Forget hackers, Indian call center workers may be stealing your financial data

Undercover reporters offered data on debit cards, mortgages, credit and other intimate customer info


Hackers and hacktivists may be responsible for more data breaches than insiders, cybercrimes may be getting easier to commit –according to the FBI, at least – and the Internet may have become such a bad neighborhood that it requires not one, but two oppressively harsh, unrealistically broad bills in Congress to combat it.

That doesn't mean light fingers have no place in the world of crime anymore; even crime involving identity and data theft.

According to a story in the U.K.'s Daily Mail, workers at several call centers in India have been making money on the side by recording as many as 45 separate points of data on half a million British customers and selling them for as little as two pence per record.

The information includes names, debit and credit-card numbers (along with expiration dates and CCV/CVV codes), medical and financial records.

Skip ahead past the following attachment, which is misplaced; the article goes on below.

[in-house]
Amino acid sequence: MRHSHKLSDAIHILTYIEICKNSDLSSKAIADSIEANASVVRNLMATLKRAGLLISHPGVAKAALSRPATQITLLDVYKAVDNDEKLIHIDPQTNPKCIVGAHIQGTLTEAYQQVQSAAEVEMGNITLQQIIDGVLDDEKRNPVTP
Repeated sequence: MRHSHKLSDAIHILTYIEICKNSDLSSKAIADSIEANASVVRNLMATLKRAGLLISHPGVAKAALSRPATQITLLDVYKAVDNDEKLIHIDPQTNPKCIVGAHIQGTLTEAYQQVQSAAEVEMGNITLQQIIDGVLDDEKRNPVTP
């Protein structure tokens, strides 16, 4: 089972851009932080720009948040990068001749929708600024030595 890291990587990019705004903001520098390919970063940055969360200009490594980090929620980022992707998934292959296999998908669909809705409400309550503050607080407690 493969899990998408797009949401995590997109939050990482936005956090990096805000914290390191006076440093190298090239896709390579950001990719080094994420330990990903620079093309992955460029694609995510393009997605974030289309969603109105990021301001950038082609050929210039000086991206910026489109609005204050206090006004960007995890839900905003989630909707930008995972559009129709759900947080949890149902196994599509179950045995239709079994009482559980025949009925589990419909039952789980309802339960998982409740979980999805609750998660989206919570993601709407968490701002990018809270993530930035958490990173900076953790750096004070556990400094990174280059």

Reporters from the Sunday Times uncovered the scheme by going undercover as buyers. Two men calling themselves "IT consultants" claimed to have been selling the information for so long they could tell which banks issued a credit card simply by looking at the number.

They said they could also get data on mortgages, loans, insurance policies, cell-phone contracts and other accounts, most less than 72 hours old.

Their sources, they said, were call-center workers who were paid to "exfiltrate" data from their offices, most of which served as outsourced customer- or technical-support centers for, in this case, British businesses.

The story gave no indication the corruption included U.S. businesses as well as those in the U.K., but there is no reason to believe only British companies would be targeted.

Both U.S. and British businesses frequently hire call-centers and other technical-services companies in India to handle human-labor-intensive work that would be more expensive if it were done at home due to higher relative salaries and overhead costs in Western countries.

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